Everyone likes a good deal. Fifty-percent off dinner? Yes, please. Forty percent off a massage? Of course.
But what about 50 percent off a flu vaccine or bone density test?
Discount service sites are offering an increasing array of health services, and not just Botox.
Sites such as Groupon and LivingSocial are known for their "daily deals" for things to do, see or get locally. Groupon, which launched in 2008, offers deals in 43 countries; while LivingSocial has "603 daily deal markets worldwide," according to its website.
Fran Miller, 61, of Northern Virginia recently bought a LivingSocial for 50 percent off her annual flu shot at Inova Health System in Northern Virginia.
"Most of the time I am looking for lunch, not necessarily medical procedures," Miller said. "I guess if there is something I'm interested in and I thought the provider was competent, I would consider it."
And her flu shot fit the bill.
"I would have gotten a flu shot anyway and have historically gotten one, and this was less expensive and located right in my community," Miller said.
Dr. Loring Flint, Inova's chief medical officer, said, "Flu season is upon us, and we'd like to prevent, as much as possible, the threat of a serious flu season this year. We discussed various ways to make sure folks had access to the flu vaccine [and] we have a number of new practices and with a very creative marketing department always challenging us to do things differently, why not go to social media and see if this is something worthwhile?"
Both LivingSocial and Groupon declined to comment; Groupon because of the quiet period surrounding its initial public stock offering.
Vaccinations are not the only medical procedures offered at 50 percent off. Dentists are getting into the game with discounts on teeth cleaning, whitening, braces and veneers. One Virginia health clinic recently offered 50 percent off a bone-density test for osteoporosis. Even plastic surgeons offering minimally invasive liposuction and breast augmentations are offering daily deals.
"We would be losing money if we only did one area," Dr. Michael Carter, a non-plastic surgeon physician in Atlanta who offered more than 60 percent off minimally invasive liposuction, said. "But the vast majority of the people need and-or desire more than one area, so it can be made up for in the up-sell of another area."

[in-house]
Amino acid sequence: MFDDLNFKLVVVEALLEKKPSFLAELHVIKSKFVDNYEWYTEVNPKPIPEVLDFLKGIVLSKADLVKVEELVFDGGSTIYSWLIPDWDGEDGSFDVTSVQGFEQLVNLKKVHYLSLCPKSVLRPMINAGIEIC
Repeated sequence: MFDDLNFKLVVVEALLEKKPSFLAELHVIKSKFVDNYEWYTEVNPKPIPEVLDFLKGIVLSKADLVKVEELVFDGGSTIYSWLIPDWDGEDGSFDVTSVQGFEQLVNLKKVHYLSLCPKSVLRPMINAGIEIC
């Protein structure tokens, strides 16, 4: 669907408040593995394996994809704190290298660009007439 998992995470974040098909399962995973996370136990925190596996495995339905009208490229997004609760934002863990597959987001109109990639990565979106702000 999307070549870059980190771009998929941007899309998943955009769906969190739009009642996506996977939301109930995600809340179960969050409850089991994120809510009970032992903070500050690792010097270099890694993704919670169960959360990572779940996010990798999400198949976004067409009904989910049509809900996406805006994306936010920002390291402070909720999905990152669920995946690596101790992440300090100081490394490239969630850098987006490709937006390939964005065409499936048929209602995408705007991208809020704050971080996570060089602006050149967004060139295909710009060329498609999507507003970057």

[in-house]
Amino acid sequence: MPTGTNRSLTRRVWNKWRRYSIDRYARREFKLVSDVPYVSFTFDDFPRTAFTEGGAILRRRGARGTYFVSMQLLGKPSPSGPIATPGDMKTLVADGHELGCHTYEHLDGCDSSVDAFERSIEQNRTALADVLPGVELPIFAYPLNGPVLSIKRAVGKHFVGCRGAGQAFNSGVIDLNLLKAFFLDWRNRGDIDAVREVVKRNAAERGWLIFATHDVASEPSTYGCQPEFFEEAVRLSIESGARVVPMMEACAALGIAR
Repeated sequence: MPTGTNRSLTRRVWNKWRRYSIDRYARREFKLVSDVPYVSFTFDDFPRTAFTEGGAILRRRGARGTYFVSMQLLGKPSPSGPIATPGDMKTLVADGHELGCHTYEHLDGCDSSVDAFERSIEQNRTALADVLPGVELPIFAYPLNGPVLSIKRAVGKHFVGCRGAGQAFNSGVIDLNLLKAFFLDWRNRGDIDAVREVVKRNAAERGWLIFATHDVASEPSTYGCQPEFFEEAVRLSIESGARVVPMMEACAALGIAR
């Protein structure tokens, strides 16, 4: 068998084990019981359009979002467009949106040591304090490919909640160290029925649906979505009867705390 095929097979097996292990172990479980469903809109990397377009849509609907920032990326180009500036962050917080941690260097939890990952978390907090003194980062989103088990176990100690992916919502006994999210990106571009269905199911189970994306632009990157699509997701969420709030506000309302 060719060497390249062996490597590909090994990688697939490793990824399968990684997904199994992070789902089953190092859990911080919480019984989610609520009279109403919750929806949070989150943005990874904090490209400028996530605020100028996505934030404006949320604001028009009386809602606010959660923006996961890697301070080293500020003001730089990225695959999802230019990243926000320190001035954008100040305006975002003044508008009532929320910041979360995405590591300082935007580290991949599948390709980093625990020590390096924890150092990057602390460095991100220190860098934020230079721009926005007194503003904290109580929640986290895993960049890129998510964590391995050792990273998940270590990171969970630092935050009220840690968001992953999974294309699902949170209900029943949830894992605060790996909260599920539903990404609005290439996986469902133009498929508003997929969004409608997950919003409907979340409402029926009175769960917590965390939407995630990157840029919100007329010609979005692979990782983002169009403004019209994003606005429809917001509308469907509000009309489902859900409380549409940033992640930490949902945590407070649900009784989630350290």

For Dr. Catherine Foote, a private practice orthodontist in Bryn Mawr, Pa., who offered more than 50 percent off Invisalign removable teeth aligners, this is the first time she used a daily deal site.
"We are a really young practice," Foote said. " It was really just a test, from a growth standpoint, growing a business. I hope the people that do come in, enjoy the experience, like the office and tell their friends and family."
But while doctors who enlist the use of discount websites to offer their services see it as a marketing tool, Dr. H. Gilbert Welch, a professor of medicine at Dartmouth, believes consumers should use caution when considering purchasing a health product from a discount site.
"In health care, the question is a little more sophisticated. It's, 'Will I benefit from this?'" he said. "We had snake oil salesman for more than a 100 years. I think people have to be really careful about ... very standard and familiar marketing techniques for health. The consumer needs to be pretty cautious."
Welch added that he believed consumers should realize that "the primary interest here is for someone to make money and that may not meet your interest as the patient. ... Be more skeptical, and just because the price is lower doesn't mean it's better."
Whether there will be more medical procedures offered at discount rates remains to be seen, although some doctors, such as surgeon Carter, think it's going to become more commonplace.
"Especially in this economy, where things are a bit more depressed and there is more competition for smaller potential patient database," Carter said. "Not a lot of people are looking at procedures that are a luxury item. So the cosmetic surgeon and plastic surgeons are competing for a smaller group of people who can afford what we provide."
All of the physicians agreed that when a consumer is purchasing a discount deal, it is important for them to know who is providing the service, and, as Miller of Northern Virginia did, do a little research on the physician offering the service.
"Pulled her up on the Virginia medical board," Miller said.
For this reason, Miller said, she wasn't worried about purchasing her flu vaccine from LivingSocial.
"I would have had concerns if it were being provided by someone who had a stand in the mall," she said, "but this is in a doctor's office provided by her staff."